Australian e-tax software unjust: Stallman

Richard Stallman, president and founder of the Free Software Foundation, has said that the Australian Taxation Office's e-tax software is "unjust".
Written by Suzanne Tindal, Contributor on

Richard Stallman, president and founder of the Free Software Foundation, has said that the Australian Taxation Office's e-tax software is "unjust".

Richard Stallman

Richard Stallman
(RMS at Pitt image by Victor Powell, CC BY-SA 3.0)

E-tax is software provided by the Australian Taxation Office to conduct tax returns online. The office has been under fire for a number of years for not making a version of the software function on Linux or Apple Mac systems.

However, this wasn't the reason Stallman called the product "unjust". His reasoning for this term was that it is not "free" software.

Stallman feels strongly about freedom and wanted to be very clear on the distinction between free software and open source.

According to Stallman, free software allows the users to do four key things:

  • run the program as they wish
  • study the source code and change it to make the program do computing as desired
  • redistribute the original program to other users
  • redistribute a modified program to other users.

"The users have control of the software and that's what enables computer users to have freedom, to live in freedom," he said.

According to the Australian Taxation Office, the source code for e-tax is not available for alteration, contravening the second tenet of free software.

"This is obviously unjust practice by the government," Stallman said. "The government must never distribute non-free software to citizens or suggest that they use any non-free software."

He said that Brazil had a similar problem. However, Alexandre Oliva, board member of the Latin American Free Software Foundation, has provided a free software alternative.

"He releases a free program to do the same job and you can use that. This year he actually released his updated program before the official one came out. After all, it's based on the tax code."

It would be good for Australians to do the same thing, Stallman believed.

"There's no reason at all why the program shouldn't be free software," he said. "After all, the place where you have to check for inconsistent data is in the server. It would be utterly stupid to depend on a program running in the user's computer to check the consistency of the user's tax report.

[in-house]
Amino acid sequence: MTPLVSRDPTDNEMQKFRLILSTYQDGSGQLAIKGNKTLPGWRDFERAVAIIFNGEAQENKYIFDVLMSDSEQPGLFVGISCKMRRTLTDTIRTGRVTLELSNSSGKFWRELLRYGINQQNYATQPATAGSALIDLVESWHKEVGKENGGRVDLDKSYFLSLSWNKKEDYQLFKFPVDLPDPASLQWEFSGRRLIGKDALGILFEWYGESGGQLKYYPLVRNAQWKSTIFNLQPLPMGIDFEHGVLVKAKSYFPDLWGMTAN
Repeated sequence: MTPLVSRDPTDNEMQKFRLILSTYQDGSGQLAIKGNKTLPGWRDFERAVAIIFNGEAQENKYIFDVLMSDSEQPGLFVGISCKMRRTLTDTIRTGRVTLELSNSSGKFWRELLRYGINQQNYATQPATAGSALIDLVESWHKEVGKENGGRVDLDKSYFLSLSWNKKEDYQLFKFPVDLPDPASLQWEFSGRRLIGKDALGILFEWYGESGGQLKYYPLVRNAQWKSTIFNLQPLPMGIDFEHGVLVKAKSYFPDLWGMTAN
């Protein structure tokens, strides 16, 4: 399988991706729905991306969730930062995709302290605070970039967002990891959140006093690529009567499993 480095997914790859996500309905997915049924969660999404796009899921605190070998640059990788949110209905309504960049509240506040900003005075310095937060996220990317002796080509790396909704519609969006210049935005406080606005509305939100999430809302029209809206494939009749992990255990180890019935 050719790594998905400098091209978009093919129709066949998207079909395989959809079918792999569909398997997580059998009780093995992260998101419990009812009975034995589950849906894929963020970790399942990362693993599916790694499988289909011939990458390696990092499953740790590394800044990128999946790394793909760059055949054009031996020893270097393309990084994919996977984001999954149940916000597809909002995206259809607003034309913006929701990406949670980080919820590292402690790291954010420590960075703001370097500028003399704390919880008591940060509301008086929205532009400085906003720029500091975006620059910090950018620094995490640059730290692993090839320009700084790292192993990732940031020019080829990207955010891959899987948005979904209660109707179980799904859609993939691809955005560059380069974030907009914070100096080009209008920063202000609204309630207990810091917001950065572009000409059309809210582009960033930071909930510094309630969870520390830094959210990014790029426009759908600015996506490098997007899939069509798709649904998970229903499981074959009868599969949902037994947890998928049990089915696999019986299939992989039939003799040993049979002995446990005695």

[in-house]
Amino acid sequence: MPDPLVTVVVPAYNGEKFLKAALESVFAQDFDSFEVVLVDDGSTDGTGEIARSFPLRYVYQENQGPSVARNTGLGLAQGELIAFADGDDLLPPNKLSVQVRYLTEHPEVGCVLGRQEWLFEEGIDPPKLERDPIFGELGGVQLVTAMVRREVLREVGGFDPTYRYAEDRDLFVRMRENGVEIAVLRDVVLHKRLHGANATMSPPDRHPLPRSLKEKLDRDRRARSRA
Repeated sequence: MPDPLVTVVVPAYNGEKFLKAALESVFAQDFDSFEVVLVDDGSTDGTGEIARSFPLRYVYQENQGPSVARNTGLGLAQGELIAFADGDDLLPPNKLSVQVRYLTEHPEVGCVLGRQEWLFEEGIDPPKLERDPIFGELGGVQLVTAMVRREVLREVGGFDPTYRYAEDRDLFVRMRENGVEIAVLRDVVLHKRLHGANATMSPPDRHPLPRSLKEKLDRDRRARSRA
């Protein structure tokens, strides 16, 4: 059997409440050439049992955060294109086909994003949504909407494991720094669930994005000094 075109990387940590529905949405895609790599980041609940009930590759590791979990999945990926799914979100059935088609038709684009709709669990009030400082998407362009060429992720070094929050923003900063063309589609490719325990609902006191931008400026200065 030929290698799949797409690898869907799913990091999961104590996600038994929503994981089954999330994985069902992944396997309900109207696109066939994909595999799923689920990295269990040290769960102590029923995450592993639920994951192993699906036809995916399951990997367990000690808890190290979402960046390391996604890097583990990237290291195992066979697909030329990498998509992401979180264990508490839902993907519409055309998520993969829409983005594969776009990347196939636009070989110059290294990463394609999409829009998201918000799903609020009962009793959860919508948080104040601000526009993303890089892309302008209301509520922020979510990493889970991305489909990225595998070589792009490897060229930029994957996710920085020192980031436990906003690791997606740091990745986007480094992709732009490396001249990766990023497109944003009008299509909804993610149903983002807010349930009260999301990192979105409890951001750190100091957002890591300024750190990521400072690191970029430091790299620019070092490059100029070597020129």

"Once they do the obviously necessary thing, which is to check the consistency of the data in the server, there's no need to check or limit anything in the user's machine."

The Australian Taxation Office declined to comment on Stallman's premise.

People needed to protect their freedoms more vigorously, according to Stallman.

"Australians are not paying enough attention," he said.

"On a previous visit to Australia I visited the National Library and I saw a copy of the Magna Carta enshrined there, so that people could pay no attention to the principles therein in their daily lives," he said. "People should protest a whole series of unjust laws that have been established in Australia, taking away basic freedoms in the name of security."

Stallman pointed out that censorship was already alive and kicking in Australia after an incident where Electronics Frontiers Australia was faced with an $11,000 fine if it didn't remove a link on its website that took people to a political site.

The government's proposed internet filter would institute additional censorship, Stallman said.

Free software versus open source

Free software came before open source, Stallman said, with the Free Software Movement (FSM) starting in 1983. However, not all the users of the free operating system GNU, which the movement had launched, agreed with the goals of the FSM.

A group of users splintered and started campaigning under the name of open source in 1998. A lot of open-source software is free and a lot of free software is open-source software, according to Stallman. The definition, although derived from the free software definition, is much longer and looser, Stallman said, allowing software to be classified as open source, which would not be considered as free.

For example, Android, considered an open-source platform, would not be free software as such if run on the Motorola Droid X, because although users might access Android source code and be able to alter it, an altered version would not be able to be run on the phone, Stallman said.

"If you get the source code, you can edit the source code, you can compile your version of the source code, but you can't effectively run your source code," he said. "And this is an increasing problem, the problem of tivoisation, which is building products so that they recognise if the user has installed a changed version of the software and refuse to let it run at all."

He said he called it tivoisation because that was the name of the "malicious product" that had pioneered the way of making free programs non-free.

Richard Stallman is currently in Australia to attend the World Computer Congress next week, where he'll hold a keynote on Tuesday, 21 September. He'll also be speaking in Melbourne at a National ICT Australia Event tonight and a Royal Melbourne Institute of Technology event tomorrow. He encouraged those who wanted more information on free software to visit GNU.org for more information or to join the Free Software Foundation.

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